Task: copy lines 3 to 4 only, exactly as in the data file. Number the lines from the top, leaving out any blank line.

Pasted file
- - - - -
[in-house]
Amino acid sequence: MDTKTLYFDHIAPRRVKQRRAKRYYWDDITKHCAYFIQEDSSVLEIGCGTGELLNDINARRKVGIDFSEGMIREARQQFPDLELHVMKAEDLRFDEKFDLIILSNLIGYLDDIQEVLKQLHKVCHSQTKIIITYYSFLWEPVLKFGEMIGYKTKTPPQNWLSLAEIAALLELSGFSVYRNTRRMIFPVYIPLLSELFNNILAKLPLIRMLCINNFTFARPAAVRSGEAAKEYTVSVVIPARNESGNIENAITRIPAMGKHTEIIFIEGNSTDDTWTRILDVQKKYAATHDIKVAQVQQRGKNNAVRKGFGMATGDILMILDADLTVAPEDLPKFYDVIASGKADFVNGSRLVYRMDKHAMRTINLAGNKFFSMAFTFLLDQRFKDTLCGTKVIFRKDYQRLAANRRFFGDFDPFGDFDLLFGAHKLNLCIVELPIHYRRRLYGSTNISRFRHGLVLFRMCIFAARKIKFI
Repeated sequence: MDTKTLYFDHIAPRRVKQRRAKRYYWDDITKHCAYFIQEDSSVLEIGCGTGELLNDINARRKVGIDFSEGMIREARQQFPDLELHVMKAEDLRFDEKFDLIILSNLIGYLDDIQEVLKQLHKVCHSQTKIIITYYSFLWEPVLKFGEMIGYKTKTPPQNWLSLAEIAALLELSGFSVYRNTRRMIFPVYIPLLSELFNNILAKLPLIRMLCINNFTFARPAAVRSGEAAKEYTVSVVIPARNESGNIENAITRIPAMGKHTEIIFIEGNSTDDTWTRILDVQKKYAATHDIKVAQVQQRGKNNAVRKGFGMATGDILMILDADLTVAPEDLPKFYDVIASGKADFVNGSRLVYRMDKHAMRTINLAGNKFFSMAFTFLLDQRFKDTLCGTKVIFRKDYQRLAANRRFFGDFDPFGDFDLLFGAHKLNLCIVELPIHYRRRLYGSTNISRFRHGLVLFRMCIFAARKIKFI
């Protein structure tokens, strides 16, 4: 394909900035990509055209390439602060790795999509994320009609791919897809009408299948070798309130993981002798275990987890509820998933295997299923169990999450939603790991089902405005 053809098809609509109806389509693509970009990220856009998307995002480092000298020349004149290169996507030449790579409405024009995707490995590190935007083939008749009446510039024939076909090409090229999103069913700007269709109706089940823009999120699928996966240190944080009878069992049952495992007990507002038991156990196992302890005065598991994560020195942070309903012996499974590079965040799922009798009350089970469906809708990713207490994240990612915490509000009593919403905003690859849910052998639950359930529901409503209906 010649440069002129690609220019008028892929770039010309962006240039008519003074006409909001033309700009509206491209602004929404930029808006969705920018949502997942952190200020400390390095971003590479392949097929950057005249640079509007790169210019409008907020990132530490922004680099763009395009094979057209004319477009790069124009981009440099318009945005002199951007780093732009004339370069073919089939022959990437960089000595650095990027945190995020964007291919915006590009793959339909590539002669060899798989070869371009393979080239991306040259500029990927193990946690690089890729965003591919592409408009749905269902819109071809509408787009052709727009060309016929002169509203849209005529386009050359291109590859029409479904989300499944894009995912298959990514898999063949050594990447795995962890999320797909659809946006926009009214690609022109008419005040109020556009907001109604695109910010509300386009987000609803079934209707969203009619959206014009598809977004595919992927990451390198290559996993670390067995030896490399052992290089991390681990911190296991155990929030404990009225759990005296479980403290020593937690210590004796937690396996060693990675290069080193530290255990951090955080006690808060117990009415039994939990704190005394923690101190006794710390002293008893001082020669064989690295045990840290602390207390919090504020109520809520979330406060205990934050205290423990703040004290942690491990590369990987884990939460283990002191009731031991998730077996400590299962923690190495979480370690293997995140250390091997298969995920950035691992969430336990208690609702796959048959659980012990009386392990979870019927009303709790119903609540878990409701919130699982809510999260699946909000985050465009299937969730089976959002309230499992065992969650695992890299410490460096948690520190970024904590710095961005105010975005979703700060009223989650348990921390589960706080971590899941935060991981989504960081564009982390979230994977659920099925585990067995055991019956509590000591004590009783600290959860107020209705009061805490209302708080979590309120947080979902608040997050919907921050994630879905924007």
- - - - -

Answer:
Repeated sequence: MDTKTLYFDHIAPRRVKQRRAKRYYWDDITKHCAYFIQEDSSVLEIGCGTGELLNDINARRKVGIDFSEGMIREARQQFPDLELHVMKAEDLRFDEKFDLIILSNLIGYLDDIQEVLKQLHKVCHSQTKIIITYYSFLWEPVLKFGEMIGYKTKTPPQNWLSLAEIAALLELSGFSVYRNTRRMIFPVYIPLLSELFNNILAKLPLIRMLCINNFTFARPAAVRSGEAAKEYTVSVVIPARNESGNIENAITRIPAMGKHTEIIFIEGNSTDDTWTRILDVQKKYAATHDIKVAQVQQRGKNNAVRKGFGMATGDILMILDADLTVAPEDLPKFYDVIASGKADFVNGSRLVYRMDKHAMRTINLAGNKFFSMAFTFLLDQRFKDTLCGTKVIFRKDYQRLAANRRFFGDFDPFGDFDLLFGAHKLNLCIVELPIHYRRRLYGSTNISRFRHGLVLFRMCIFAARKIKFI
């Protein structure tokens, strides 16, 4: 394909900035990509055209390439602060790795999509994320009609791919897809009408299948070798309130993981002798275990987890509820998933295997299923169990999450939603790991089902405005 053809098809609509109806389509693509970009990220856009998307995002480092000298020349004149290169996507030449790579409405024009995707490995590190935007083939008749009446510039024939076909090409090229999103069913700007269709109706089940823009999120699928996966240190944080009878069992049952495992007990507002038991156990196992302890005065598991994560020195942070309903012996499974590079965040799922009798009350089970469906809708990713207490994240990612915490509000009593919403905003690859849910052998639950359930529901409503209906 010649440069002129690609220019008028892929770039010309962006240039008519003074006409909001033309700009509206491209602004929404930029808006969705920018949502997942952190200020400390390095971003590479392949097929950057005249640079509007790169210019409008907020990132530490922004680099763009395009094979057209004319477009790069124009981009440099318009945005002199951007780093732009004339370069073919089939022959990437960089000595650095990027945190995020964007291919915006590009793959339909590539002669060899798989070869371009393979080239991306040259500029990927193990946690690089890729965003591919592409408009749905269902819109071809509408787009052709727009060309016929002169509203849209005529386009050359291109590859029409479904989300499944894009995912298959990514898999063949050594990447795995962890999320797909659809946006926009009214690609022109008419005040109020556009907001109604695109910010509300386009987000609803079934209707969203009619959206014009598809977004595919992927990451390198290559996993670390067995030896490399052992290089991390681990911190296991155990929030404990009225759990005296479980403290020593937690210590004796937690396996060693990675290069080193530290255990951090955080006690808060117990009415039994939990704190005394923690101190006794710390002293008893001082020669064989690295045990840290602390207390919090504020109520809520979330406060205990934050205290423990703040004290942690491990590369990987884990939460283990002191009731031991998730077996400590299962923690190495979480370690293997995140250390091997298969995920950035691992969430336990208690609702796959048959659980012990009386392990979870019927009303709790119903609540878990409701919130699982809510999260699946909000985050465009299937969730089976959002309230499992065992969650695992890299410490460096948690520190970024904590710095961005105010975005979703700060009223989650348990921390589960706080971590899941935060991981989504960081564009982390979230994977659920099925585990067995055991019956509590000591004590009783600290959860107020209705009061805490209302708080979590309120947080979902608040997050919907921050994630879905924007």